#85, 48″ x 60″ x 1.75″, canvas, resin and acrylic, 2019

     

  • Wall Sculptures at Freud Monk Gallery

    In Art, Artist, Exhibition, News, Sculpture on

    Freud Monk Gallery is having an online exhibition of wall sculptures which opens on March 1st.  They are showing some of my pieces.

    I’ve been enjoying their Instagram posts and the site has intriguing interviews by the artists in the current show.  Sign up for email notification at their site.  Their page has a link:  @freudmonkgallery

  • #32 added to the site

    In Art, Artist, News, Sculpture on

    A piece from 1998-2001 has been added to the sculpture section of my site. I’ve been conscious of the fact that many people who look at my work do so through the Internet. I’ve learned how to document the work and I believe I’ve done a decent job. But obviously, looking at the work through screens with their limitations curtails the appreciation. Certain pieces will appear better than others as some aspects are easier to perceive than others on screen. It is completely impossible to convey the significance of certain others. But having said that, it is absolutely mind-blowing that we do more or less recognize visual languages across the globe while many of us don’t even speak the same language. Our governments might even consider your governments “enemies”, building nuclear weapons, badmouthing peoples based on their nationalities and so on. But we have the same language to build our friendship.

    #32, enamel, oil, plaster, tar and wax, 38″ x 36″ x 1.75″, 1998-2001

  • New Print, B19-03

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    Here is a new print.

     

  • New Painting, Untitled Painting 034

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    Untitled Painting 034, 60 x 48 inches, acrylic on wood, 2018

    Detail


    Detail


    Detail

    Detail

  • Escape From Themselves by John Steppling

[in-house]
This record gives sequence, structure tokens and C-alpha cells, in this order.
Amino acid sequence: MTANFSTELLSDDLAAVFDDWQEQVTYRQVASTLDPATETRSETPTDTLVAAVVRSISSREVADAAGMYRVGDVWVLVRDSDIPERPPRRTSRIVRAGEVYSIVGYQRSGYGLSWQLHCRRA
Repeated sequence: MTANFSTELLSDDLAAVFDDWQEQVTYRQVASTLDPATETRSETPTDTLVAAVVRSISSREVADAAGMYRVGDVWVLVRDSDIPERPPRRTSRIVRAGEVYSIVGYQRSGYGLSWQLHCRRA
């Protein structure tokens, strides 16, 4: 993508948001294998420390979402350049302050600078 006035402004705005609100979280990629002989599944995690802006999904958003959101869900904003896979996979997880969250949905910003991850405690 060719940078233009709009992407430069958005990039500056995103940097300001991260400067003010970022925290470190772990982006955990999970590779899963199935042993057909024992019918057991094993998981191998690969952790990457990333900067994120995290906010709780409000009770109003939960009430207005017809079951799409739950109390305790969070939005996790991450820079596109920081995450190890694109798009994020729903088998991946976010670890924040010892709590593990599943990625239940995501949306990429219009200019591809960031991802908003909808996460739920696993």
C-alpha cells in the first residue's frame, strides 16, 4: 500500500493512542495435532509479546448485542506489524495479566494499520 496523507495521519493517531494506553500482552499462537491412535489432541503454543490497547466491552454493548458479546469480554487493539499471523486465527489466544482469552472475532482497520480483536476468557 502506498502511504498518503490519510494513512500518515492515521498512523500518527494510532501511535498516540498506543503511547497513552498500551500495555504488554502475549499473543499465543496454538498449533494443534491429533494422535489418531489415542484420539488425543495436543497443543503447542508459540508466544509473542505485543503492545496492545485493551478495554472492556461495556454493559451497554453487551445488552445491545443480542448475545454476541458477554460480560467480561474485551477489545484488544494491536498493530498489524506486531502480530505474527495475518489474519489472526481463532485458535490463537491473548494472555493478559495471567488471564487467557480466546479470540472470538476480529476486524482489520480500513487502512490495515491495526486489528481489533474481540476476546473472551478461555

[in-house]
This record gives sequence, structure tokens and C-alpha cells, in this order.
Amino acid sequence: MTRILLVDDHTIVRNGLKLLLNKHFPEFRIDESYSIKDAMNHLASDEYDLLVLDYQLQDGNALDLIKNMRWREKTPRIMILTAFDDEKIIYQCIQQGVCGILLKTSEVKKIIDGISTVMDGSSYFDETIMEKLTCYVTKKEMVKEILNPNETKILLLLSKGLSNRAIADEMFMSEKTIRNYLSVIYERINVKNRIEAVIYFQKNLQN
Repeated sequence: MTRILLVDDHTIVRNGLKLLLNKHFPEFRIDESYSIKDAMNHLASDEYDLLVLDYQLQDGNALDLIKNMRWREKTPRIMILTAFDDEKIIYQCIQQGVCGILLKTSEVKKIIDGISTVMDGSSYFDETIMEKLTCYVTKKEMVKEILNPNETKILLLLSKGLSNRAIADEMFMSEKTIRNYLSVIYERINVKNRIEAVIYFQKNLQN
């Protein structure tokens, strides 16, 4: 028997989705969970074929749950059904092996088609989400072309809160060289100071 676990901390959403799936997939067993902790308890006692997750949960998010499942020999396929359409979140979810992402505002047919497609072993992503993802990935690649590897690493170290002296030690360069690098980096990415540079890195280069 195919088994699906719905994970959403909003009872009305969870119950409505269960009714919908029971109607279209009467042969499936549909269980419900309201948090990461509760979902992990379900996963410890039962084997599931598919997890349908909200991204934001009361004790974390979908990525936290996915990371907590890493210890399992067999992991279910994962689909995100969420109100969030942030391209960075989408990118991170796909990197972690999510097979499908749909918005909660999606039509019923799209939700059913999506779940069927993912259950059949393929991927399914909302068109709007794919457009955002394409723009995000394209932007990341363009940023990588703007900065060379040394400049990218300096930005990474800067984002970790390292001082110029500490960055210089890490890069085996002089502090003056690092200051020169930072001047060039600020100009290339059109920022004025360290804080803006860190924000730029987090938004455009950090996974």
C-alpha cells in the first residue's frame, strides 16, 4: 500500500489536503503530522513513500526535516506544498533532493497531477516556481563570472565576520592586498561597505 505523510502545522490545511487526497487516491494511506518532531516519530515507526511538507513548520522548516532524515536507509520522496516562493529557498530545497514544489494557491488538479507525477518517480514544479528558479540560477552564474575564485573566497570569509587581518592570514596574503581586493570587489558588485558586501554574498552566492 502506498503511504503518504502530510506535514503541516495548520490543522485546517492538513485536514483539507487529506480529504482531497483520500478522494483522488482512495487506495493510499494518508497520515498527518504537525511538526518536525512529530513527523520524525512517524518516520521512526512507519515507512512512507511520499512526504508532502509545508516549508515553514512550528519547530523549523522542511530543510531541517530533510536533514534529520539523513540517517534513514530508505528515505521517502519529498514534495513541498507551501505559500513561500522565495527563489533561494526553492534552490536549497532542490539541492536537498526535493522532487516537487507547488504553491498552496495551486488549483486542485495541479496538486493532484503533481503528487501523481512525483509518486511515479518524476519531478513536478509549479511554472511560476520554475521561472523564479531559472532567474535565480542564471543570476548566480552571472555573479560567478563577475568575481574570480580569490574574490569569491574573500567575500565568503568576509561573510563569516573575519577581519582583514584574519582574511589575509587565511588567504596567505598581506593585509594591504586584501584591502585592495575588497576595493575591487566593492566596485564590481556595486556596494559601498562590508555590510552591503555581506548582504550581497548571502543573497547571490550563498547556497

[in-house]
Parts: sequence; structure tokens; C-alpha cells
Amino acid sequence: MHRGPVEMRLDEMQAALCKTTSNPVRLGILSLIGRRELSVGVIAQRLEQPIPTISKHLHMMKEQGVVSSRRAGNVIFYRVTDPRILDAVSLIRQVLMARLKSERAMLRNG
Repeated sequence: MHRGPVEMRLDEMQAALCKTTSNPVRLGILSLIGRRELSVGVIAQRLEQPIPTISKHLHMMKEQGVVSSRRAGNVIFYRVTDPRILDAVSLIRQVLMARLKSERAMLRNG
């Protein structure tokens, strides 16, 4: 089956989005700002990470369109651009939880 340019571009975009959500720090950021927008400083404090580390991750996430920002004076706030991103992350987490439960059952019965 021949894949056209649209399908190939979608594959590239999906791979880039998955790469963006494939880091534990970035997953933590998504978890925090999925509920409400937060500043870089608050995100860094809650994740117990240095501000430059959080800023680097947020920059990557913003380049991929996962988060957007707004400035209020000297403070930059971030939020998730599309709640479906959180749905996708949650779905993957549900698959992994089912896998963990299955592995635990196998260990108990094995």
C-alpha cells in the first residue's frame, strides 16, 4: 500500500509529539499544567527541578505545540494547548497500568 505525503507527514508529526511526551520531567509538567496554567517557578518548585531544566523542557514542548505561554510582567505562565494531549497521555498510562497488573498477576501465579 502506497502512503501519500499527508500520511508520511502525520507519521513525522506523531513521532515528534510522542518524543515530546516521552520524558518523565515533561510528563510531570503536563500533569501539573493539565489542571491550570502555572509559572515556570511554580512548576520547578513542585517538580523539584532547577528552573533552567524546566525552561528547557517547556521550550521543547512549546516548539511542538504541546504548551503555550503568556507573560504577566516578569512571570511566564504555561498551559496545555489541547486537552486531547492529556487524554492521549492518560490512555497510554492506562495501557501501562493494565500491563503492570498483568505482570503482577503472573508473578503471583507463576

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    In a world where obvious fraudsters play God, hellbent on domesticating the people in their invisible, yet potent, imperial cage of corporatism, colonialism and militarism, people suffer from various forms of mental deformities, engaging in psychotic defenses acting as unconscious as well as conscious gatekeepers of the very oppressors.

    How then, could we raise and mobilize our awareness against this destructive trajectory of neo-feudal, neo-caste, neo-colonial system of capitalist hierarchy? And for artists, how do we share the essence of what it is to be humans when our lives in the cage blind our true potentials and our true missions to be humans?

    John Steppling’s latest blog post focuses on how the authoritarian hierarchy imposes us various feelings of guilt, which in turn, manifests in alienation, depression, anger and ultimately a form of complacency within the framework. The elaborate mechanism of the domination creates an extraordinary circumstance for artists. How do we even do what we do?

    John suggests that artists take a deep breath and reflect, for such a realization can be a catalyst in prompting a true growth as artists of our time.

     

  • New Sculpture, #84

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    #84, 11 1/4 x 17 x 18 1/4 inches, acrylic, enamel, found object, plaster and resin, 2018